• A centre of expertise in digital information managementwww.ukoln.ac.ukDataCite metadata (1)• DataCite:– DataCite Metadata Schema (currently v. 2.2, 2011)defines core metadata propertiesLooks a little bit like Dublin Core, but schemaincorporates other elements of unique identifier-basedinfrastructures (e.g. ORCID – researcher IDs)– http://schema.datacite.org (doi:10.5438/0005)
    • A centre of expertise in digital information managementwww.ukoln.ac.ukDataCite metadata (2)• Mandatory Properties:– Identifier– Creator– Title– Publisher– PublicationYear• Administrative Metadata– LastMetadataUpdate– MetadataVersionNumber• Optional Properties:– Subject– Contributor– Date– Language– ResourceType– AlternateIdentifier– RelatedIdentifier– Size– Format– Version– Rights– Description
    • A centre of expertise in digital information managementwww.ukoln.ac.ukCitation of research data (3)• Issues include:– At what granularity should data be made citeable?– How to credit each contributor in a dataset that is assembled from verymany contributions?– Where in a research paper should a data citation be given (e.g. a paperdescribing a dataset versus subsequent papers using it)?– What to do with frequently updated data?• For more guidance on these matters, see:– Ball, A., & Duke, M. (2011a). Data Citation and Linking. DCC BriefingPapers. Edinburgh: Digital Curation Centre. Retrieved fromhttp://www.dcc.ac.uk/resources/briefing-papers/introduction-curation/data-citation-and-linking– Ball, A., & Duke, M. (2011b). How to Cite Datasets and Link toPublications. DCC How-To Guides. Edinburgh: Digital Curation Centre.Retrieved from http://www.dcc.ac.uk/resources/how-guides/cite-datasetsMay-13Learning material produced by RDMRosehttp://www.sheffield.ac.uk/is/research/projects/rdmrose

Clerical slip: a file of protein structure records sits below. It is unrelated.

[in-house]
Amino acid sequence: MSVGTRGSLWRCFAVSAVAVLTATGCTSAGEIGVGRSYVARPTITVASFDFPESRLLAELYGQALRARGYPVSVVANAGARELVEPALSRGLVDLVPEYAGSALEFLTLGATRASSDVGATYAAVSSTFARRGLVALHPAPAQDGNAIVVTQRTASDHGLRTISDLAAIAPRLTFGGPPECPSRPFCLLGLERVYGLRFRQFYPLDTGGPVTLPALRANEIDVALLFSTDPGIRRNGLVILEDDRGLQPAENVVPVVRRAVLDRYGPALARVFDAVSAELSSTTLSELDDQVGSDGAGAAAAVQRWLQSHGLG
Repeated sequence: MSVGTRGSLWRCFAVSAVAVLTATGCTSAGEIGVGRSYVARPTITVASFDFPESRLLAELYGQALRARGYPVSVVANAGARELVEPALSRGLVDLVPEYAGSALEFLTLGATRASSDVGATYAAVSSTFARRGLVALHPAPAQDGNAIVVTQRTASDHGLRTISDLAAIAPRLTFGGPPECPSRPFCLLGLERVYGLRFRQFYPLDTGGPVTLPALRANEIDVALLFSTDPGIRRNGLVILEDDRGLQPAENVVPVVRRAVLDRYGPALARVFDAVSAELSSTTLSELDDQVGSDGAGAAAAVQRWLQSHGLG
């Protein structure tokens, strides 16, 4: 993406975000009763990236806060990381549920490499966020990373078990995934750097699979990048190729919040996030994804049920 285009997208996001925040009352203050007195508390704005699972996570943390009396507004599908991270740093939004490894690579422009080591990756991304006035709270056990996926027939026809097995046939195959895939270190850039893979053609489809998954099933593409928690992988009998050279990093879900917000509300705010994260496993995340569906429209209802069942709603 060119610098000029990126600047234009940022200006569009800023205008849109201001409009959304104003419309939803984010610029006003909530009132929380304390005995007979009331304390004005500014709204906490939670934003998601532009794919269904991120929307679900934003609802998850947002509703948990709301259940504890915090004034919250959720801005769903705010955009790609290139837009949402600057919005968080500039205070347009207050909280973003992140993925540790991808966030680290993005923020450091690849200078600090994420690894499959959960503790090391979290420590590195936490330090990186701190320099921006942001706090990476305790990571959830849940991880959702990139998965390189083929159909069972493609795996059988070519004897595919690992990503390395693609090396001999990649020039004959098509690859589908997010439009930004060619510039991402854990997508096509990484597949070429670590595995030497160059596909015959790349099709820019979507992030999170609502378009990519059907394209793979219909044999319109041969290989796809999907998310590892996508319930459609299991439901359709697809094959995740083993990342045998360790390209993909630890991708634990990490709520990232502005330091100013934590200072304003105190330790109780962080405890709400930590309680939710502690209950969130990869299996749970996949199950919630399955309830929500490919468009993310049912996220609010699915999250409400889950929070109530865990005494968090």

• A centre of expertise in digital information managementwww.ukoln.ac.ukNew ways of measuring “impact”• Royal Society, Science as an open enterprise (p. 73)– “Seek ways of recognising and rewarding creative and novel ways ofcommunal working, by using appropriately validated social metrics”• Social metrics = alternative metrics = Altmetrics (Jason Priem):– “Altmetrics measure the number of times a research output gets cited,tweeted about, liked, shared, bookmarked, viewed, downloaded,mentioned, favourited, reviewed, or discussed. It harvests thesenumbers from a wide variety of open source web services that countsuch instances, including open access journal platforms, scholarlycitation databases, web-based research sharing services, and socialmedia.” - http://aoasg.org.au/altmetrics-and-open-access-a-measure-of-public-interest/– More rapid feedback on “impact” than the bibliometric evaluation ofresearch papers, records a wider range of usage types (e.g., Priem, etal. 2012)• Example:– Impact Story: http://impactstory.org/